(CNN) -- An American Catholic priest has been arrested in the Philippines -- and charged in US federal court -- on suspicion of sexually abusing boys in the Southeast Asian country where he's lived for decades, authorities in both nations announced.
The Rev. Kenneth Bernard Pius Hendricks, 77, originally from Cincinnati, was arrested Wednesday in the Philippine city of Naval after several alleged victims came forward to Philippine and US investigators last month, authorities said.
Though court documents filed in late November cite five accusers, a total of 10 accusers have now come forward in the Philippines, alleging Hendricks sexually abused them when they were boys, US Homeland Security Investigations Special Agent Steve Francis said Thursday in Cincinnati.
Because Hendricks also spends parts of the year in the United States, investigators are asking the public in both countries for information about the priest.
"It's horrifying ... abusive conduct," US attorney Benjamin Glassman said Thursday about the allegations in the Philippines. "It's grooming children -- young children -- that are interested in being involved in church activities and taking those kids and sexually abusing them."
"He befriended them, he would invite them to his residence" before engaging in progressively intimate contact, sometimes including oral and anal sex, Glassman said.
US law criminalizes certain illegal sexual conduct by American citizens abroad. Hendricks is charged in federal court in Cincinnati on a count of engaging in illicit sexual conduct in foreign places, punishable by fines and/or up to 30 years in prison.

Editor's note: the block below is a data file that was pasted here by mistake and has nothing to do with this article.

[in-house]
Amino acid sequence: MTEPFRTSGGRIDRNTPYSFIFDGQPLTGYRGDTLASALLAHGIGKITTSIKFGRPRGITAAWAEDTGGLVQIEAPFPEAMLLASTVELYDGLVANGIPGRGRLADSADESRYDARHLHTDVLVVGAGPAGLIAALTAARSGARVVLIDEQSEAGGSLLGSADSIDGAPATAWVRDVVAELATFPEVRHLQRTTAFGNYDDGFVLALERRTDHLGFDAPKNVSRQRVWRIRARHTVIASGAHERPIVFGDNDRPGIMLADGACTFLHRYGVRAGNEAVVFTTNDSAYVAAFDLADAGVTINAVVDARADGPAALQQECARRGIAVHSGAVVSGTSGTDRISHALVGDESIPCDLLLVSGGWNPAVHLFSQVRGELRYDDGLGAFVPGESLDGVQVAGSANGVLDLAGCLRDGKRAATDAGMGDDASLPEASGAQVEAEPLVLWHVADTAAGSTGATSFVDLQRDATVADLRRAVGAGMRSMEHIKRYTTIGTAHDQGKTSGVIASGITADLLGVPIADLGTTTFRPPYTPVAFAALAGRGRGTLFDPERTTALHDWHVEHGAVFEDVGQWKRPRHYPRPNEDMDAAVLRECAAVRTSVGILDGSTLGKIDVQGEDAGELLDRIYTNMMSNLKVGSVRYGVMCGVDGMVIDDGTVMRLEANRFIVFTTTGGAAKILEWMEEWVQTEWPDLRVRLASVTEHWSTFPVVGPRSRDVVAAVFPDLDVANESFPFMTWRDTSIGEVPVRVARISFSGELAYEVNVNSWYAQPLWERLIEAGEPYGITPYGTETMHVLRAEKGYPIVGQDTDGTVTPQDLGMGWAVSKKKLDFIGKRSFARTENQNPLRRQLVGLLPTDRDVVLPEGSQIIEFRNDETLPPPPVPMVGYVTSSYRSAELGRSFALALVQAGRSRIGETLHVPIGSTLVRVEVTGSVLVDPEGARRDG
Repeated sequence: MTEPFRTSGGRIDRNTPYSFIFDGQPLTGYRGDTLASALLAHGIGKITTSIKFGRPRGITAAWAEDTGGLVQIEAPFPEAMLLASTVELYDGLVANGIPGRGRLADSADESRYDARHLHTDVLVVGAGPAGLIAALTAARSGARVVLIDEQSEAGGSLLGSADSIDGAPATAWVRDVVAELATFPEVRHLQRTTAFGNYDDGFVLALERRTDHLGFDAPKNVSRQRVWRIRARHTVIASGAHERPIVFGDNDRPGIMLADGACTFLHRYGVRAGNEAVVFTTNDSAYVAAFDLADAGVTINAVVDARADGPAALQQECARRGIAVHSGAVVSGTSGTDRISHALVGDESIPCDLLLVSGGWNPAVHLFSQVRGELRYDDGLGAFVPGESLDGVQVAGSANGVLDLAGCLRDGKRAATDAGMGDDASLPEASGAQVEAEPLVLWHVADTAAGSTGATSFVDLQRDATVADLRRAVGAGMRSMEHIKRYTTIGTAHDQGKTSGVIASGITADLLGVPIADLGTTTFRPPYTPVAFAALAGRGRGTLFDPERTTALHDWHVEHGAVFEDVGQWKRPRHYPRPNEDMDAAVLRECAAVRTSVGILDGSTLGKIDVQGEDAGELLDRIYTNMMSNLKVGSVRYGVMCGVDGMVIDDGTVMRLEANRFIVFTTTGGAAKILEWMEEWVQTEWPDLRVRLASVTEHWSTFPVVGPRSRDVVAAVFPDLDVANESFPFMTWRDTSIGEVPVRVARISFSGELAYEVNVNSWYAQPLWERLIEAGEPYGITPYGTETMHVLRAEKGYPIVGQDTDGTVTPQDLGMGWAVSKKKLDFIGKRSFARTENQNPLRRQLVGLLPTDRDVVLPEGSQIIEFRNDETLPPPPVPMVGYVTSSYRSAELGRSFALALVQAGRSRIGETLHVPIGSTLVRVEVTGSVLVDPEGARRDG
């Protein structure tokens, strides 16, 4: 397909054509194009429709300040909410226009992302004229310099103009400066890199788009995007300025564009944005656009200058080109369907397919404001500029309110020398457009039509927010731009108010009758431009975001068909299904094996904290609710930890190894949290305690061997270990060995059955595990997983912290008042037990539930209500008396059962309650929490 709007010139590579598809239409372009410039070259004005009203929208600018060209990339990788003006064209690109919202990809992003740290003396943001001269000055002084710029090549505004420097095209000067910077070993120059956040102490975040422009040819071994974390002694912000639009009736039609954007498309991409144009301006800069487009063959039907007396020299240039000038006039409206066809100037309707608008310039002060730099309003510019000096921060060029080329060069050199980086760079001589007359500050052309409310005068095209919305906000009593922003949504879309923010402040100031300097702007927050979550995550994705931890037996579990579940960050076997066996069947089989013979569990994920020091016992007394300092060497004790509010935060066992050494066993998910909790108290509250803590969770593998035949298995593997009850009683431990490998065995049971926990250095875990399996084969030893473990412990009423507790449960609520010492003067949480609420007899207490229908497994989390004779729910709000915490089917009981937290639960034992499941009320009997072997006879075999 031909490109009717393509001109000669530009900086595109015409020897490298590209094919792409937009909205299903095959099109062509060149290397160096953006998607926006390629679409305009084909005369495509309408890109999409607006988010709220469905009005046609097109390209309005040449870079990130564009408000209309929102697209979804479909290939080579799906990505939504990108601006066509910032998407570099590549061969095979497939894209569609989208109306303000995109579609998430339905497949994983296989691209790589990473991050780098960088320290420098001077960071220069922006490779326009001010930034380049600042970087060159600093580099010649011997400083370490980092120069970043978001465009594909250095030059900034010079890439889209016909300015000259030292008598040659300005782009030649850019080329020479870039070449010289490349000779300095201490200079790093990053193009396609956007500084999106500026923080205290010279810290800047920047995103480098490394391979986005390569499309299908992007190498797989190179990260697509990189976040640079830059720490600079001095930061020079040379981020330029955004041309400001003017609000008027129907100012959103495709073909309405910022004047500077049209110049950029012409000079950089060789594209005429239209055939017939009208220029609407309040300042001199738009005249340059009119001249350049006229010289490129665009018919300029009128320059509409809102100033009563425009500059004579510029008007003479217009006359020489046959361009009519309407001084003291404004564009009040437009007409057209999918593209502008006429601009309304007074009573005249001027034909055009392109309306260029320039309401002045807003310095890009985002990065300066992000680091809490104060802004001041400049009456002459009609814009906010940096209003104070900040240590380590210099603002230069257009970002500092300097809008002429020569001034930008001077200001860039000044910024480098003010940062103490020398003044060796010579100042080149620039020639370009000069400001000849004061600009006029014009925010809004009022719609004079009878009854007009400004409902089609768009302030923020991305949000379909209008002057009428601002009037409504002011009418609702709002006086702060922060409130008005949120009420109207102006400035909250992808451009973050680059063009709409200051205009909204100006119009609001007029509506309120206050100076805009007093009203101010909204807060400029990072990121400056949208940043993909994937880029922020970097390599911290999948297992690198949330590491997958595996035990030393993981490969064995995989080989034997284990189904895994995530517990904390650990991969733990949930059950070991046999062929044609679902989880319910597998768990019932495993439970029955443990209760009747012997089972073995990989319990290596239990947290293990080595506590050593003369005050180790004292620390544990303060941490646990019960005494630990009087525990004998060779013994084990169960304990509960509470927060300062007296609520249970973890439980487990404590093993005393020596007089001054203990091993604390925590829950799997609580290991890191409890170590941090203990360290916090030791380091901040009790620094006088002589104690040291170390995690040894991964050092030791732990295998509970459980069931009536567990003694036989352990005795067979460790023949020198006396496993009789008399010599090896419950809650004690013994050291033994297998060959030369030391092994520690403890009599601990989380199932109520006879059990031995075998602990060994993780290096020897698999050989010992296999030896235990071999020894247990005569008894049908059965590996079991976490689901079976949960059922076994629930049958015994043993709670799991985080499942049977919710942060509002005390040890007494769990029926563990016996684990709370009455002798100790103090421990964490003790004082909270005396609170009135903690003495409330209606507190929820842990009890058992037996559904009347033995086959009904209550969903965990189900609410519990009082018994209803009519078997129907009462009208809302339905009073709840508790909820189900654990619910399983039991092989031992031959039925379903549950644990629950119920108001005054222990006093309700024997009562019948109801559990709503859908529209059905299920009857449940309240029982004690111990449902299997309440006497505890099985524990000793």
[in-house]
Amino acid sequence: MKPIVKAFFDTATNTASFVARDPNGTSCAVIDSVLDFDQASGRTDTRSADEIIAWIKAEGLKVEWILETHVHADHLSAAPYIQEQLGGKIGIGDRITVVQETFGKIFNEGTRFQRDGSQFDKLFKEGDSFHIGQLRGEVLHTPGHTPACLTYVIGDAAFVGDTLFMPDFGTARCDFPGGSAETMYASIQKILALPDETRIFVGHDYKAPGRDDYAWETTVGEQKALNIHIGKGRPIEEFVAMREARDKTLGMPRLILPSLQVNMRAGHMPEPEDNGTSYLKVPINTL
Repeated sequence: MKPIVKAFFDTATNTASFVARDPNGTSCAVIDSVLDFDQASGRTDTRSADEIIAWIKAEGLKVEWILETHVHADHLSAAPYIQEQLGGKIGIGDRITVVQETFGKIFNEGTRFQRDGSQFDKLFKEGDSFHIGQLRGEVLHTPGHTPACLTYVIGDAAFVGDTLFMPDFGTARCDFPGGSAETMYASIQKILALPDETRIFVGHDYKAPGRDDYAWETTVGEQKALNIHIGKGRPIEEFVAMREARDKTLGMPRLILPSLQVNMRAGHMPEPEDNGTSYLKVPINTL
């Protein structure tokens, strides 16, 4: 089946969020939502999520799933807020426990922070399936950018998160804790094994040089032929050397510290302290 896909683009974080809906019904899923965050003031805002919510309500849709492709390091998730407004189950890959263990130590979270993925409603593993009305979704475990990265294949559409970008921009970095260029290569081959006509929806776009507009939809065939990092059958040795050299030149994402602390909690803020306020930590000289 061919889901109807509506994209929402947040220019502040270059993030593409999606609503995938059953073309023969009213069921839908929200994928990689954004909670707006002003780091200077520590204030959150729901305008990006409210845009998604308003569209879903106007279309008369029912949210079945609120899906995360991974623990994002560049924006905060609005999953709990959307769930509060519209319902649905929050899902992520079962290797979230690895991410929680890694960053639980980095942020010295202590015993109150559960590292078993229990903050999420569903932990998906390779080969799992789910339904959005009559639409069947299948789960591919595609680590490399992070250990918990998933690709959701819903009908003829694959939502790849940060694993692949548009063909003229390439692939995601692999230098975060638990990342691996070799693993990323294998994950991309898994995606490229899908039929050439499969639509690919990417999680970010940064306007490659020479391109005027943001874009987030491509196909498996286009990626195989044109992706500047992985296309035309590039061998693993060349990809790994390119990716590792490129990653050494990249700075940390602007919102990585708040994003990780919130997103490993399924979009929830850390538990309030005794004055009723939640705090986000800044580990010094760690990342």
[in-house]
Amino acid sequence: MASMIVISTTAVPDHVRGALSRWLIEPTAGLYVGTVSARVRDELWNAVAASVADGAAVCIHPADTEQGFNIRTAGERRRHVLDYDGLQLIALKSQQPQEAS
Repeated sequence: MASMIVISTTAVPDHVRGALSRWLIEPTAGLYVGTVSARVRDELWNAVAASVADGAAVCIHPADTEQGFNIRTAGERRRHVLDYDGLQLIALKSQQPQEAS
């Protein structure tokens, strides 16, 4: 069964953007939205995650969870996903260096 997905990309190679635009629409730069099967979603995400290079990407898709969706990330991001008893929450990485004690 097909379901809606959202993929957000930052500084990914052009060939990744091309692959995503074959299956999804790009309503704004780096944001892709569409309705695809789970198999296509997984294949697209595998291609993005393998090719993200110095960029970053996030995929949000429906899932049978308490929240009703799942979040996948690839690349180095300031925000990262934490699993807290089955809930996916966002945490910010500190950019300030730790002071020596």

Hendricks was being held in a Philippines Bureau of Immigrations holding facility in Manila, the bureau said. His attorney in the Philippines, Mario Opeña, told CNN that the priest maintains the allegations are false.
"As far as Father Hendricks is concerned, the allegations are not true and he will prove his innocence in court," Opeña said.
How the investigation started
Hendricks has been a priest in Naval, a city of about 50,000 people in central Philippines, the country's Bureau of Immigration said.
He was ordained as a priest in the Philippines after arriving in the country in the 1960s, said the Rev. Benjamin Pantas, spokesman for the Diocese of Naval.
The Naval diocese is conducting a parallel, independent investigation, Pantas said.
Of the allegations cited by the five accusers in a probable cause affidavit filed in court, the earliest dates to 2009. The accusers' ages at the start of the alleged abuse range from 7 to the teens, Glassman said.
The Philippine National Police began investigating around November 6 when two accusers, including a young man, came forward, the affidavit says.
Among the man's allegations, according to the document:
• Hendricks began sexually abusing him around 2009 when he was a 12-year-old serving as a sacristan in a church in Naval. Hendricks first kissed him on the lips while the boy was cleaning the church.
• Hendricks would beg him to sleep at the priest's home, and the accuser believed he had no choice. The priest would insist that they bathe together, and the priest would have oral and anal sex with him.
• Hendricks would molest him alone or with several other boys who "resided with Hendricks during that time."
• Hendricks said they "would both go to jail" if the abuse was reported to authorities.
• The abuse stopped when the accuser was 15, after he contracted a sexually transmitted disease.
Another of the accusers alleged that Hendricks had anal sex at least a dozen times and oral sex more than 30 times, the Cincinnati US attorney's office said.